Ex-Giant playoff hero Morse has ironic take on Game 5 ending originally appeared on NBC Sports Bayarea
Former Giants outfielder Michael Morse knows a thing or two about hitting a clutch postseason homer when no one was expecting it, so his latest take on the ending of Game 5 of the National League Division Series between the Giants and Los Angeles Dodgers is a bit surprising.
It has been well-documented that Flores is 0-for-17 with one walk and eight strikeouts in 18 career regular season plate appearances against Max Scherzer, who was pitching in relief for the Dodgers in the ninth inning of Game 5.
So, even if Morales had ruled Flores didn’t swing and the at-bat continued, there’s no guarantee that the Giants’ first baseman would have gotten a hit to extend the game.
Morse is among those who believe Flores had no chance to get a hit off Scherzer in that at-bat. Responding to a story about Giants broadcaster Mike Krukow saying he was “hurt” by the ugly scene following the game in which fans threw things, including cups of beer, at Morales and the other umpires, Morse rolled his eyes — with emojis — at the idea of Flores getting a hit.
It’s ironic that Morse is convinced Flores wouldn’t have succeeded in that at-bat, because in 2014, it was Morse who connected for an improbable home run late in a playoff game.
In Game 5 of the 2014 NLCS between the Giants and St. Louis Cardinals, San Francisco was trailing 3-2 in the bottom of the eighth when Morse pinch-hit for Madison Bumgarner against reliever Pat Neshek.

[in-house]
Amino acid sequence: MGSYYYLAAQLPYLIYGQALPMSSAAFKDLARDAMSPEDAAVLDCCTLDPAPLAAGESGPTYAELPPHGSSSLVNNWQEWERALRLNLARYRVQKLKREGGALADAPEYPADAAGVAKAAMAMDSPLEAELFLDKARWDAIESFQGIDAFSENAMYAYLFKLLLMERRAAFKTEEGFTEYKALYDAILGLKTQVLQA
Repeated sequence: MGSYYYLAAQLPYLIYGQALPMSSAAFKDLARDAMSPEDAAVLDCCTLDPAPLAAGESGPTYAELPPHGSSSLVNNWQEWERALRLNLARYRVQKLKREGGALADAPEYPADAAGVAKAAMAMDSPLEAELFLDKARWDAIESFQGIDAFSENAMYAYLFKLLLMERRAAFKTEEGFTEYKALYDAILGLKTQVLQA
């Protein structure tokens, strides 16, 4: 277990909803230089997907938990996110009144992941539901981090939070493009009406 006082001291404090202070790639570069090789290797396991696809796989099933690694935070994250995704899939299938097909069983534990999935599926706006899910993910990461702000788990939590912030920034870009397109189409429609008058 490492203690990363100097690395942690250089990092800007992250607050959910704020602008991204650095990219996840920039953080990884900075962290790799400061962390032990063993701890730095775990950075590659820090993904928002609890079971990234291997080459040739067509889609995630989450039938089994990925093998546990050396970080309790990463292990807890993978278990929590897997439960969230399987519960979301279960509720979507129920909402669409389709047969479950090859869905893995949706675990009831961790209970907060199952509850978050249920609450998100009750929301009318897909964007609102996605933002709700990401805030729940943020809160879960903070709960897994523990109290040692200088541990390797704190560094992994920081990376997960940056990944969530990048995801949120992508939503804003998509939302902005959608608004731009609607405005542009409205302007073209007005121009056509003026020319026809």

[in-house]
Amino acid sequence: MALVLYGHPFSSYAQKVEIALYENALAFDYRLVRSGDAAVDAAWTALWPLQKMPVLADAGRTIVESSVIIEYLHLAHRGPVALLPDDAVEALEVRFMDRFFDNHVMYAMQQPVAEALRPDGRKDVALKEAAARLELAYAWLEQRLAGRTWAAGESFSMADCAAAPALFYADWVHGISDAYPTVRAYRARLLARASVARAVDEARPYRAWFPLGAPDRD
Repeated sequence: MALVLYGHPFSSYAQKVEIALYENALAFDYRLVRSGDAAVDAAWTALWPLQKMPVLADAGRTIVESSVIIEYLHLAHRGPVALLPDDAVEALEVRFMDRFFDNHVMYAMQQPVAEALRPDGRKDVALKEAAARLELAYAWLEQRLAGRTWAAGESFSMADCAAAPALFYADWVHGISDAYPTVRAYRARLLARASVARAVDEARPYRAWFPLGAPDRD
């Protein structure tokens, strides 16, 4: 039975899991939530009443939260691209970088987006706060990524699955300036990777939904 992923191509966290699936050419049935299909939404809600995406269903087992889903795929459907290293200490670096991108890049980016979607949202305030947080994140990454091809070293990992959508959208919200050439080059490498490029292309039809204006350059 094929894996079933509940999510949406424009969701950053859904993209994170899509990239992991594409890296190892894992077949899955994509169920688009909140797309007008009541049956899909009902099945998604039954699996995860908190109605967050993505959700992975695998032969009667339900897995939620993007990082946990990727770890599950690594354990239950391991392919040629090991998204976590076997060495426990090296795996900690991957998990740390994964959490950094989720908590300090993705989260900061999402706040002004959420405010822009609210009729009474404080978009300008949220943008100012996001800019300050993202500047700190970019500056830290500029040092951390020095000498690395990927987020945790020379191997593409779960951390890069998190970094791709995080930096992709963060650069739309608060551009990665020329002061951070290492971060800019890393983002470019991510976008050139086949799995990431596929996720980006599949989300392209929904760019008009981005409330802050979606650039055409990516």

Neshek, a right-handed pitcher who threw submarine-style, similar to current Giants reliever Tyler Rogers, had great numbers against right-handed batters in 2014. As The Athletic’s Andrew Baggarly pointed out in a reply to Morse’s tweet, right-handed batters hit .176 off Neshek during the 2014 regular season. In 148 at-bats against righties, Neshek only allowed two homers that season.
Neshek had the advantage on that night, but Morse clobbered a dramatic, iconic game-tying homer, setting the stage for Travis Ishikawa to hit the pennant-winning three-run walk-off homer in the bottom of the ninth.
Morse, of all people, should know that in the game of baseball, players can come through in the most unlikely of situations or matchups.
For what it’s worth, Morse did have a decent take about Giants’ Game 5 loss.
The Giants went 0-for-5 with runners in scoring position Thursday night, failing to come through in those situations in the first, second and fourth innings. If they had gotten a clutch hit in any of those innings, the bottom of the ninth inning might not have been needed and Morales’ mistake never happens.
But Morse should know better than to completely rule out the possibility of an unexpected homer.